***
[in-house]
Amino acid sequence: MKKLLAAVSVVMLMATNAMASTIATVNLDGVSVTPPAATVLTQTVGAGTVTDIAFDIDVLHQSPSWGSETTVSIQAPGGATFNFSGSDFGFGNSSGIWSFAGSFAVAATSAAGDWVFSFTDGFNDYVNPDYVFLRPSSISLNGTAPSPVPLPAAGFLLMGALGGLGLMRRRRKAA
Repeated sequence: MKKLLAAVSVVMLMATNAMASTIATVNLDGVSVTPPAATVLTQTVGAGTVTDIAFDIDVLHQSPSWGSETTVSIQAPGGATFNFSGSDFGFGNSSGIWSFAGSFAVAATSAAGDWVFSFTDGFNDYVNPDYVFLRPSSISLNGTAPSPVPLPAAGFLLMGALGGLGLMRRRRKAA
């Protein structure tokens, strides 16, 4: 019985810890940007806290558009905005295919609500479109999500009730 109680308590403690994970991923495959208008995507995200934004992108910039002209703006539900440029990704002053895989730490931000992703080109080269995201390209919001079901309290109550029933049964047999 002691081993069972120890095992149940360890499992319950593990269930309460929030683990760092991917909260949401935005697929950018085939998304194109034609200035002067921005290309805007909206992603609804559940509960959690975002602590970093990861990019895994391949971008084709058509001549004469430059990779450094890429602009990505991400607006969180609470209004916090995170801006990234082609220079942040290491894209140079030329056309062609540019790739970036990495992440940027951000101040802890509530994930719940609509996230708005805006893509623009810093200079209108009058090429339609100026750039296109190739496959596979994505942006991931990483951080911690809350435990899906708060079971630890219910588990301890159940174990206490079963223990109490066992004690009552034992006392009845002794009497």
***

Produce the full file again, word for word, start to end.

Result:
[in-house]
Amino acid sequence: MKKLLAAVSVVMLMATNAMASTIATVNLDGVSVTPPAATVLTQTVGAGTVTDIAFDIDVLHQSPSWGSETTVSIQAPGGATFNFSGSDFGFGNSSGIWSFAGSFAVAATSAAGDWVFSFTDGFNDYVNPDYVFLRPSSISLNGTAPSPVPLPAAGFLLMGALGGLGLMRRRRKAA
Repeated sequence: MKKLLAAVSVVMLMATNAMASTIATVNLDGVSVTPPAATVLTQTVGAGTVTDIAFDIDVLHQSPSWGSETTVSIQAPGGATFNFSGSDFGFGNSSGIWSFAGSFAVAATSAAGDWVFSFTDGFNDYVNPDYVFLRPSSISLNGTAPSPVPLPAAGFLLMGALGGLGLMRRRRKAA
């Protein structure tokens, strides 16, 4: 019985810890940007806290558009905005295919609500479109999500009730 109680308590403690994970991923495959208008995507995200934004992108910039002209703006539900440029990704002053895989730490931000992703080109080269995201390209919001079901309290109550029933049964047999 002691081993069972120890095992149940360890499992319950593990269930309460929030683990760092991917909260949401935005697929950018085939998304194109034609200035002067921005290309805007909206992603609804559940509960959690975002602590970093990861990019895994391949971008084709058509001549004469430059990779450094890429602009990505991400607006969180609470209004916090995170801006990234082609220079942040290491894209140079030329056309062609540019790739970036990495992440940027951000101040802890509530994930719940609509996230708005805006893509623009810093200079209108009058090429339609100026750039296109190739496959596979994505942006991931990483951080911690809350435990899906708060079971630890219910588990301890159940174990206490079963223990109490066992004690009552034992006392009845002794009497």